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Special Needs Planning Issues Following Divorce (Part II)


Special needsDivorce can be complicated, frustrating, disappointing, expensive, along with a whole range of other emotions, as anyone who has endured this type of proceeding can attest. As difficult as the issues can be in a divorce proceeding, can you imagine what happens when divorce involves a child with a disability? 

Just in time for our workshop on Special Needs Planning, let's review an often overlooked aspect in this important planning process.  This is the 2nd in a three part series offered yesterday, today and  tomorrow .

Let's tackle this issue by focusing on one case study to illustrate how much more difficult the issues can be when a child with a disability is involved in the marital split and how important it is to have someone knowledgeable in government benefits and special needs planning issues participate in the proceedings.

Can the Daughter Qualify for SSI?
During the course of the proceedings, the wife appears to be the only person testifying as to the question of whether her daughter can qualify for SSI benefits and the utility of creating a special needs trust for her daughter. According to the wife, her daughter cannot qualify for SSI benefits due to the so-called deeming rules, pursuant to which a parent's income and assets are deemed to be available to the child for purposes of determining the child's eligibility for SSI benefits. The husband argues that the wife should apply for SSI for their daughter, but she refuses to do so, citing the deeming rules as an obstacle to her daughter's eligibility, and arguing that her own work income and $400,000 in assets will result in a denial of eligibility.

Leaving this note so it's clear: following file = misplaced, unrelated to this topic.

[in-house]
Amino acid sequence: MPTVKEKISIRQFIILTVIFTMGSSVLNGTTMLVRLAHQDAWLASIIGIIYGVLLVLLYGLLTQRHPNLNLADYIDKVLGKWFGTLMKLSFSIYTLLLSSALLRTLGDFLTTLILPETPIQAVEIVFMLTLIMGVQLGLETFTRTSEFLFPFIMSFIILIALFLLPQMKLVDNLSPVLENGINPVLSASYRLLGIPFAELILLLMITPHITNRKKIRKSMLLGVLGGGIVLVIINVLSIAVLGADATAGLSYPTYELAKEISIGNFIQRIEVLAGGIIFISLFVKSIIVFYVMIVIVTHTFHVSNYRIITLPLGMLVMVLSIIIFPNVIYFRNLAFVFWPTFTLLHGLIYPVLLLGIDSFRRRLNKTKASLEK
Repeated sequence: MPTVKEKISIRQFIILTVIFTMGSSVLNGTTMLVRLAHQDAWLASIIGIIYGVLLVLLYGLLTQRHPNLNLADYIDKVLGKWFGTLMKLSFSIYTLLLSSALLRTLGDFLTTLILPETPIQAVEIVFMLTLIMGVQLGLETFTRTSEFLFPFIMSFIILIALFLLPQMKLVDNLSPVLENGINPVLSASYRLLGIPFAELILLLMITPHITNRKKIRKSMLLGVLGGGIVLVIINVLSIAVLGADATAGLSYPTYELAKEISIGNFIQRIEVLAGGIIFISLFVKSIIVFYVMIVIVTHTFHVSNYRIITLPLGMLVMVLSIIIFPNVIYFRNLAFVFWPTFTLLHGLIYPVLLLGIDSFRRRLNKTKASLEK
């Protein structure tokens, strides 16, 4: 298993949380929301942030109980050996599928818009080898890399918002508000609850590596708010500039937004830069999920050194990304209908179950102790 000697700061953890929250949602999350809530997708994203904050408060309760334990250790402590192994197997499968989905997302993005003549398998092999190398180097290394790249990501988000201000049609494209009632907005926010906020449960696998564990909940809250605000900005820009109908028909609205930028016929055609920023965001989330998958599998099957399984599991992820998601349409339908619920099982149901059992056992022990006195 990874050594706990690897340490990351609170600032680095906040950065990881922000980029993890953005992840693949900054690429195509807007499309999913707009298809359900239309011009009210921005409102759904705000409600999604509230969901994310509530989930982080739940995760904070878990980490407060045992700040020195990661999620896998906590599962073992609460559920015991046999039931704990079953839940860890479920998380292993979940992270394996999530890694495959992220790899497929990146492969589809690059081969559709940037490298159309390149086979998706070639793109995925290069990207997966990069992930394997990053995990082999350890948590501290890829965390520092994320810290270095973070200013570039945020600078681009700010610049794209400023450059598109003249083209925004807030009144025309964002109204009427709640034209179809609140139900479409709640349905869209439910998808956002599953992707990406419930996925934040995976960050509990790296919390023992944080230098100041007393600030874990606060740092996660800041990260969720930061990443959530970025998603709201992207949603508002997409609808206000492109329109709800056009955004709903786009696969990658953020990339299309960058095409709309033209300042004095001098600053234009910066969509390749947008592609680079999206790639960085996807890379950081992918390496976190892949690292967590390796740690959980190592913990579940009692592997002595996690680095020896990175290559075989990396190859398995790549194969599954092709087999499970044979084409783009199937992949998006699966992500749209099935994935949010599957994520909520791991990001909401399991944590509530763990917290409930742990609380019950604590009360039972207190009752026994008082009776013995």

Without expert testimony, the court may have determined that the daughter was not eligible for SSI benefits, based solely on the testimony of the wife, who had apparently "done her own research on the issue." In fact, the deeming rules stop when a person turns age 18 under CFR Sections 416.1165 and 416.1851, and their daughter could qualify for an SSI benefit of up to $674, plus any additional state supplement. With this testimony now on the record, the husband is able to argue, credibly, that his daughter is entitled to a monthly SSI benefit of $761 and, if she were to avail herself of this benefit, then this increased income should be taken into account by the court in evaluating husband's request for a downward modification of the original child support payment. 

Tomorrow blog will explore this issue of D4a Trusts for the special needs child.

You can learn more about this topic as well as other strategies on our website under the tab entitled: special needs planning in Virginia. Be sure you also sign up for our complimentary e-newsletter so that you may be informed of all the latest issues that could affect you, your loved ones and your estate planning.  However, proper estate planning is not a do-it-yourself project.  Why not call us for a complimentary consultation at 757-259-0707.

 

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